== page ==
Real Talk

Why Child Labor in the Philippines Should End Now

Child labor in the Philippines isn’t something that will stop overnight. It’s a systemic problem; one that can overwhelm because there are just too many things to start fixing.

When we ask our kids to “clean their room”, “wash the dishes”, or “fold their clothes,” that’s not considered child labor in the Philippines. Even though they might scream and protest that it is.

Although highly complex, child labor can first be simply defined as when a child needs to give up certain legal rights such as “the right to health, education, family life, play, and recreation” to contribute to the family’s overall income (Cohen, 1989; Fallon and Tzannatos, 1998; Edmonds, 2007). While many frown on the practice, it’s considered normal in many countries that have a high rate of poverty (Nieuwenhuys, 1996; Udry, 2006). But to address child labor which also happens to be rampant in the Philippines, we first need to address and recognize that many of the instances wherein children are turned into laborers have various reasons — some of which can be both exclusive and related to one another.

child labor in the philippines

Child Labor in the Philippines: Where does this happen?

We can see child laborers almost everywhere, even calling them various names. Out-of-school youth, poor kids, kids in high-risk areas — these kids are the ones we see either begging on the street, knocking on our car windows or selling wreathes of Sampaguita, washing car windows with liquid dishwashing soap and water, selling food their parents or they have prepared, or acting as parking attendants to support their families (Alonzo and Edillon, 2002; Aldaba, Lanzona, and Tamangan, 2004; Fernandez and Abocejo, 2014).

However, those are the milder jobs. Some end up in far worse conditions, in exchange for what appears to be more money to support their families. Some darker industries such as the organ black market (when donors are impossible to find legally), child pornography and prostitution (another complex problem in itself!), and even drug running have often used children to employ “the helpless child” strategy against those who want to throw a wrench in their plans (Porio and Crisol, 2004).

The Various Origin Stories and Motivations

Some origin stories of child laborers in the Philippines often have common elements such as having an absentee parent with the remaining parent to support the several children in the household or, the child, having no parent or legal guardian to advocate for them, becoming prey for those who are looking for cheap labor wherein there’s no need to pay for taxes and government-mandated benefits (Udry, 2006). However, there are also cases wherein it’s the parents who insist on their children becoming skilled laborers, citing the commonly preached Filipino virtue of utang na loob as the reason (Villamil, 2002; Pörtner, 2006).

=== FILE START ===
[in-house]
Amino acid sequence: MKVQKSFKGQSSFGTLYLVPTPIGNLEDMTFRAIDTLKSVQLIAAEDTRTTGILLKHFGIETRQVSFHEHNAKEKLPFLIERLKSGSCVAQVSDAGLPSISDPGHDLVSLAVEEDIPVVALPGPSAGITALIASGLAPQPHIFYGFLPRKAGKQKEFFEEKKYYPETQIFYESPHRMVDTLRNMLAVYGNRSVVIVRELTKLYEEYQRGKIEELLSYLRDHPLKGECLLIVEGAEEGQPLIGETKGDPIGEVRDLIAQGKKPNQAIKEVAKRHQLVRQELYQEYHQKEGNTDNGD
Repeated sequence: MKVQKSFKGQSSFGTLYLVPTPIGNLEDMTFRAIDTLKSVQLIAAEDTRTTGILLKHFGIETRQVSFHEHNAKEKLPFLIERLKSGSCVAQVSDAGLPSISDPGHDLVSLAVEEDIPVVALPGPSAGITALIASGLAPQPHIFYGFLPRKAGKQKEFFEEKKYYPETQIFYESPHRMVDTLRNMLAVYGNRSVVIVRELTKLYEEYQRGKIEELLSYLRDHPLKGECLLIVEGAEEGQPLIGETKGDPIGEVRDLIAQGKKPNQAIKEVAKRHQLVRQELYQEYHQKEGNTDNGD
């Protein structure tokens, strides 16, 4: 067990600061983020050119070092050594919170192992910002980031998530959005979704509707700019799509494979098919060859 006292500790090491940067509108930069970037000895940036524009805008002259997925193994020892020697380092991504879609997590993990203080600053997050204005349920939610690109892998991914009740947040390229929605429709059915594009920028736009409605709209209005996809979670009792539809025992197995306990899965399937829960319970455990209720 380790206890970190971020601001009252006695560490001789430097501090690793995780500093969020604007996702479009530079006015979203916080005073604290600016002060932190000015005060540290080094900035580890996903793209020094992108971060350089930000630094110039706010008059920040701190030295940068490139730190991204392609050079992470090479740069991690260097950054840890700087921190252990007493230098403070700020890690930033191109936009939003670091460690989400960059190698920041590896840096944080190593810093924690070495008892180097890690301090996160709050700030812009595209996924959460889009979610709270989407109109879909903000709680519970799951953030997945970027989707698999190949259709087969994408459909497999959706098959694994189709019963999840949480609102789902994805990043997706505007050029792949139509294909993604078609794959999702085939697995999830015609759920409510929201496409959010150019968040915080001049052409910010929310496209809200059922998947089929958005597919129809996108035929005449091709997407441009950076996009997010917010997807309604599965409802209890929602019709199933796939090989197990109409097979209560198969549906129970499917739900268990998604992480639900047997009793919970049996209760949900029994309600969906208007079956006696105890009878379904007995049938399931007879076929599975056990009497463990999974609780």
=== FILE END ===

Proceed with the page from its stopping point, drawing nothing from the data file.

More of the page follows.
But not all stories have a black-and-white where it’s child vs. parents. Some end up in their circumstances when certain things become more financially taxing than they should like medical bills. When parents have chronic diseases that make some employers hesitant to get them, children — most especially the eldest or whoever becomes an OFW — become the breadwinners to further support their treatment (Garcia, Habaña, and Canto, 2022). However, it’s important to note that many of these kids will have mixed feelings about it. Some will say they are willing to do so despite their reservations, feeling that their parents feel guilty about asking them to look for work.

So how do we correct such deviant practice?

Dealing with Poverty and Child Labor: The Economic “Hydra”

Recall the Greek mythological creature, the dreadful and voracious Hydra. We know what made this snake-like creature so horrifying is that when the hero cuts off one head, two more grow in its place. The same applies to child labor in the Philippines; seemingly solving one problem somehow adds two more in its place, slowly disillusioning and chipping away at the passion of those who once strongly advocated against child labor. Because there are many causes of poverty, those who have been overwhelmed often resign to calling it a “systemic problem” before eventually accepting it as a “reality” because “they can’t save everybody.” (Morley and Ablett, 2016; German and Knight, 2020)